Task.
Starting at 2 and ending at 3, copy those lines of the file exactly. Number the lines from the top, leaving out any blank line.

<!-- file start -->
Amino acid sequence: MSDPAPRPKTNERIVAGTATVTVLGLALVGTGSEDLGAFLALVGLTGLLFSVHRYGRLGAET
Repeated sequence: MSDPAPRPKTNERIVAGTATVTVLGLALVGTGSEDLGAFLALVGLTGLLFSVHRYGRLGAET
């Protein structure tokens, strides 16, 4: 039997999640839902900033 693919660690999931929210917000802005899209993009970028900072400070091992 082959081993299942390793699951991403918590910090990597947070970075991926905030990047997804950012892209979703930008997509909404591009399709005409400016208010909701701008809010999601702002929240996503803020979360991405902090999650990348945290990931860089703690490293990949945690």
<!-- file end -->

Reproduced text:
Repeated sequence: MSDPAPRPKTNERIVAGTATVTVLGLALVGTGSEDLGAFLALVGLTGLLFSVHRYGRLGAET
């Protein structure tokens, strides 16, 4: 039997999640839902900033 693919660690999931929210917000802005899209993009970028900072400070091992 082959081993299942390793699951991403918590910090990597947070970075991926905030990047997804950012892209979703930008997509909404591009399709005409400016208010909701701008809010999601702002929240996503803020979360991405902090999650990348945290990931860089703690490293990949945690």